Thanks for the great post! As you can tell I love to think, read, and write about this so I appreciate the suggestion and chance to offer my thoughts. (I love it so much, I had to post this in two parts!)

What do you think readers?  I know I have at least a few authors that regularly read my blog.  And I know I have many readers were going to be part of the proposed anthology I discussed a long time ago.  I also have at least one expert on insurgency that reads as well.  What would you include?

Wednesday, September 30, 2015

Another Footnote: Even Unto Bloodshed.

I had the pleasure of receiving a review copy Even unto Bloodshed: An LDS Perspective on War.  That review coming out soon in the Interpreter: A Journal of Mormon Studies. The book was an excellent discussion of scriptures regarding warfare and provides a firm foundation for an LDS theory of just war.  I particular enjoyed his thorough and powerful dismantling of pacifist arguments. I've run into annoying proponents of those theories before and its always nice to have articulate arguments support what you've been arguing for a long time.

He also made some good arguments in defense of preemptive war, including a moral obligation to wage that kind of warfare on occasion.  (Some people suddenly dropped their nachos during their apoplectic rage.) While defending preemptive war he said in footnote 4 on page 298: Morgan Deane covers the topic of offensive tactics in warfare more fully than I do here, and with a focus on different examples.

I appreciate the comment, and I do focus a bit more on military history and historical practice. That is one of the things I didn't notice as much in his book.  I'm glad I'm able to contribute to the conversation.  Its a bit frustrating to realize that I have so many good ideas that don't seem to get noticed, but my words are getting out there. I do have a highly praised book, Bleached Bones and Wicked Serpents: Ancient Warfare in the Book of Mormon. I have a journal article under consideration at Dialogue: A Journal of Mormon Thought describing the unexamined consequences of the great war; and I'll shortly submit another to the Journal of Book of Mormon Studies about the arguments Amalickiah used to gain power. (Frequent readers will notice how those sound familiar. I figured if my second book is finally published these will make great advertisements for it. Not to mention that each publication will include a byline mentioning my current book.)

I'm also trying to get into contact with somebody at FairMormon for a presentation next year on insurgency. I already have a good title for it taken from my current research: Climbing a Tree to Find a Fish: Insurgency in the Book of Mormon.  Of course, I just presented the results of that new research in London.  I have great things happening and I'm happy to participate in a wider academic discussion. Thanks for reading.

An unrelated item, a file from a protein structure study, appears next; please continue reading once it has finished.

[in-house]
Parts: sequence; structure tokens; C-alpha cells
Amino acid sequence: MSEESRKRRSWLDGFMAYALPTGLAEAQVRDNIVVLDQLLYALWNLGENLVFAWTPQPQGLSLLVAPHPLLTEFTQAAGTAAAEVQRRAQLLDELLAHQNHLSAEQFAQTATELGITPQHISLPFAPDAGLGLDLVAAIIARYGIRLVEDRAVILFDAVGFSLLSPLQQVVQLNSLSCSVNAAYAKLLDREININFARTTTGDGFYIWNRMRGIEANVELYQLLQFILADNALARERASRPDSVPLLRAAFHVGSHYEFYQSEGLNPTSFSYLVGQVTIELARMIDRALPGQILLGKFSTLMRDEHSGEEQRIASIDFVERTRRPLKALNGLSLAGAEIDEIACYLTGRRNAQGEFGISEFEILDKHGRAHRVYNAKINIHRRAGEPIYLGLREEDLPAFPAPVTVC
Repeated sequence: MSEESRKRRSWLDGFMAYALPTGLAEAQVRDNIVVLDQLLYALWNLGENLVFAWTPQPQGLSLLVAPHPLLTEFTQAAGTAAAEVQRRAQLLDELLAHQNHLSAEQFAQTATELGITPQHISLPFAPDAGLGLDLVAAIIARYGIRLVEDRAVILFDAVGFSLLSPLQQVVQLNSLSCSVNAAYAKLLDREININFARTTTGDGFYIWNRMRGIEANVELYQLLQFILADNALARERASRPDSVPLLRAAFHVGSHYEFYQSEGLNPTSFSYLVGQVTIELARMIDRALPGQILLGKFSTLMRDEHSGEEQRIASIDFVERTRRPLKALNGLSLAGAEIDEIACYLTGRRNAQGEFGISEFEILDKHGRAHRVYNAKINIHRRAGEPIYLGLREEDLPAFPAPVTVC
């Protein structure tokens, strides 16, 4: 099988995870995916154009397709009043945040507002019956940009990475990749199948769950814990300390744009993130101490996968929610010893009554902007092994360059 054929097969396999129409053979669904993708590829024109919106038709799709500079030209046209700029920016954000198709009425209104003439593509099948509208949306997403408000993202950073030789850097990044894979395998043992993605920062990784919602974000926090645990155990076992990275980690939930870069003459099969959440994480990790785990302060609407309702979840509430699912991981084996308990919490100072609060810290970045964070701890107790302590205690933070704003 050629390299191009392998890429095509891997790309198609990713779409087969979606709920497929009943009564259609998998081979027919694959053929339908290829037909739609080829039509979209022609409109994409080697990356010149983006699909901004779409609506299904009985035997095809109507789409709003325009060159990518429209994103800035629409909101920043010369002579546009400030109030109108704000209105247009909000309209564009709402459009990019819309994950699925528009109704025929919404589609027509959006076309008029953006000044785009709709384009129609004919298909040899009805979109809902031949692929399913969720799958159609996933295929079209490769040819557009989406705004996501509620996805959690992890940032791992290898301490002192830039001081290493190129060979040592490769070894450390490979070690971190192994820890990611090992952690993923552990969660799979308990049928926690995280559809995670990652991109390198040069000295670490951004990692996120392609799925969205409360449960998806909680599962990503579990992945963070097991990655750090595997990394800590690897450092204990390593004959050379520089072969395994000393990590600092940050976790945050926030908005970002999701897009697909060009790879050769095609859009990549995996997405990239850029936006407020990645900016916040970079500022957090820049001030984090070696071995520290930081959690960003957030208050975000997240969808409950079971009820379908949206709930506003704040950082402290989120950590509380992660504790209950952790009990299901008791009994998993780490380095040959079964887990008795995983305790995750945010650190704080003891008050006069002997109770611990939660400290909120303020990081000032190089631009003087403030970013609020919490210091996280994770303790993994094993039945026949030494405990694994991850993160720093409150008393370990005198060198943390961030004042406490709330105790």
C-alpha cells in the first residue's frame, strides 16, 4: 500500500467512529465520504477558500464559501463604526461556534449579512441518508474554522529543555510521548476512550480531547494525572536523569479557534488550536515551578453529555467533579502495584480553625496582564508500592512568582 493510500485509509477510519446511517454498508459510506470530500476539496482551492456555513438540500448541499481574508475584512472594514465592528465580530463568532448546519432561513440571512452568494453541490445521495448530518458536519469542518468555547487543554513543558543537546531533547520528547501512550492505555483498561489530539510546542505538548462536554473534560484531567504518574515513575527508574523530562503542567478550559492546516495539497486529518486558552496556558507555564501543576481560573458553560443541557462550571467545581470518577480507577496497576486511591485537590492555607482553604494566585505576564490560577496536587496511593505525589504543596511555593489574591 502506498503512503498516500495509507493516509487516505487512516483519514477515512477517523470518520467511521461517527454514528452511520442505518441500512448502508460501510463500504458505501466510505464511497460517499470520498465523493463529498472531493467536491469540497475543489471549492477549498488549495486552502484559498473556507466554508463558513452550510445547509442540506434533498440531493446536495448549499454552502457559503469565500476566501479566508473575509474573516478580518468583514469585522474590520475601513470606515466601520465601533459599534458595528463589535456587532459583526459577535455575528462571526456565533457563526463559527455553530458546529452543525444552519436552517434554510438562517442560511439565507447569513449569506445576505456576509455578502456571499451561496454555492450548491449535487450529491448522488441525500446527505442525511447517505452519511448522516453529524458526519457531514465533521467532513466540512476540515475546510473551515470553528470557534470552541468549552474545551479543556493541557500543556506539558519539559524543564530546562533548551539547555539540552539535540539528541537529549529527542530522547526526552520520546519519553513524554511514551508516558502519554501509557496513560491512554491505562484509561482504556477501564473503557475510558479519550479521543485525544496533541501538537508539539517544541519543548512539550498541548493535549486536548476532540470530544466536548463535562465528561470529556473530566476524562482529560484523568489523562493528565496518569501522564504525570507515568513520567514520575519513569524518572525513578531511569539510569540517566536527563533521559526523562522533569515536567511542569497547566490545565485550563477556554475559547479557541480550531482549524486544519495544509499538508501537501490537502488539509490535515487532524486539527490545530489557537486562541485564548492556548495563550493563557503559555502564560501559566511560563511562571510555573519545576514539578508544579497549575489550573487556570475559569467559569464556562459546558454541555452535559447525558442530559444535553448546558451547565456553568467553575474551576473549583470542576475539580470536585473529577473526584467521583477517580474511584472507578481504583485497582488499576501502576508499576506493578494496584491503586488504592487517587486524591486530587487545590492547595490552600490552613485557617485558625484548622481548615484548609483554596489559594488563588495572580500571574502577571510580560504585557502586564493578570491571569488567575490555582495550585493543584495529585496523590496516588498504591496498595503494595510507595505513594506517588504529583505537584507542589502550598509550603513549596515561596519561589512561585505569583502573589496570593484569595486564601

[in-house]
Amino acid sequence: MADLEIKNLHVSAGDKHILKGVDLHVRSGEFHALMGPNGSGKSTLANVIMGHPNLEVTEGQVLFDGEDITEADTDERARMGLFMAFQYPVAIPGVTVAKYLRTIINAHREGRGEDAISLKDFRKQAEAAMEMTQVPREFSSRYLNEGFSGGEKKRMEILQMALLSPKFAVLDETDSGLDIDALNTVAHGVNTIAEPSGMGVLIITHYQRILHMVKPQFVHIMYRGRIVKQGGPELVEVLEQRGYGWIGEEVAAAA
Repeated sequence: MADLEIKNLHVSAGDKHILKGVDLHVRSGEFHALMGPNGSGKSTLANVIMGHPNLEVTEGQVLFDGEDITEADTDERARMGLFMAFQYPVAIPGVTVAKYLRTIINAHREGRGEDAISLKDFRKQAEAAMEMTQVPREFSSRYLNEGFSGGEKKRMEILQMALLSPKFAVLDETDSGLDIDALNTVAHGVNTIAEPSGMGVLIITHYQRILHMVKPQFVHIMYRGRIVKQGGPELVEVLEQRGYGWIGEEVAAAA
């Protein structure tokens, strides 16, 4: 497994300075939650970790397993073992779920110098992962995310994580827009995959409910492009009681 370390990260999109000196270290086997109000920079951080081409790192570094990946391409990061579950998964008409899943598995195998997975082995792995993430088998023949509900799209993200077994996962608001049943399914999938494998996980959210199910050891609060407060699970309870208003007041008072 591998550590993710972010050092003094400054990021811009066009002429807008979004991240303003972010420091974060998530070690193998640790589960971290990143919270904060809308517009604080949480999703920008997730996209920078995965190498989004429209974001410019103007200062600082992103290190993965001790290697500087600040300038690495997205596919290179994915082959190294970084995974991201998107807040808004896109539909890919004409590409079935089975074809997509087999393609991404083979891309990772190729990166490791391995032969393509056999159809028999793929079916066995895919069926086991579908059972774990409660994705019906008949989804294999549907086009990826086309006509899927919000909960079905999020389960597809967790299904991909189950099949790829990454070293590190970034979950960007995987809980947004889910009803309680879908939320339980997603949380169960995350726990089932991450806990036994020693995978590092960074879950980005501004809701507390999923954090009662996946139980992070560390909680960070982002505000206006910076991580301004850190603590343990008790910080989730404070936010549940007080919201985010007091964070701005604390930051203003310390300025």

Friday, September 4, 2015

To the Brethren of the Big Sword Society

I’ve been hard at work researching for my paper and I came across a very interesting document. It was written by the Communists in Jiangxi province in 1933. This was written in the midst of the final encirclement campaign that expelled the Communists from the province.  The document urges members of this secret society to leave their “bad landlords” (or the tu hao lie shen, “evil gentry”, as compared to the upright gentry). If they joined the Communists the party was willing to forgive their past mistakes.[1] 

There is a ton of meaning associated with this short document.  I’ve argued elsewhere that the Gadianton Robbers represented contested power centers.  In Nephite history the central government increasingly lost control, as represented by a rise in ethnic others and competing power centers. We see that here with the definitions of “bad” and “upright” landlords represented local power holders. Every society has bandits, but then some of these power holders had private groups of soldiers to protect themselves from bandits. They also used those personal soldiers to extort locals through tolls and taxes or even counter raids. The Book of Helaman is replete with condemnations against “getting gain” and examples of political fragmentation.[2]  At some point it seems every leader in Chinese society relied upon local bandit leaders to provide muscle, yet those in power had relatives or friends in positions of higher power that could legitimize these groups as militia. Stephen Averill even said that line between bandit gangs and official militias, brigand chiefs and local power holders was so often indistinct as to be nonexistent.[3]  In the Book of Mormon you might consider how fully half of Nephite lands were returned to their possession upon the conversion of a few elites.  That makes sense well connected local elites suddenly shift their allegiance.  (Compare Helaman 4 with 5:32) Huang Li Rui for example had extensive land that produced a large yearly income, 20 armed retainers that protected and promoted economic activity on that land (including bandit like activity), a son that was a militia leader, a grandson that was a government official in the main town, another son in the provincial assembly, he controlled numerous companies that traded across provinces, and he had numerous other familial connections.  In the shifting alliances of power forced by the Communist insurgency and Nationalist counterinsurgency,  a personal conversion or statement of loyalty to one side or the other could shift a great deal of power.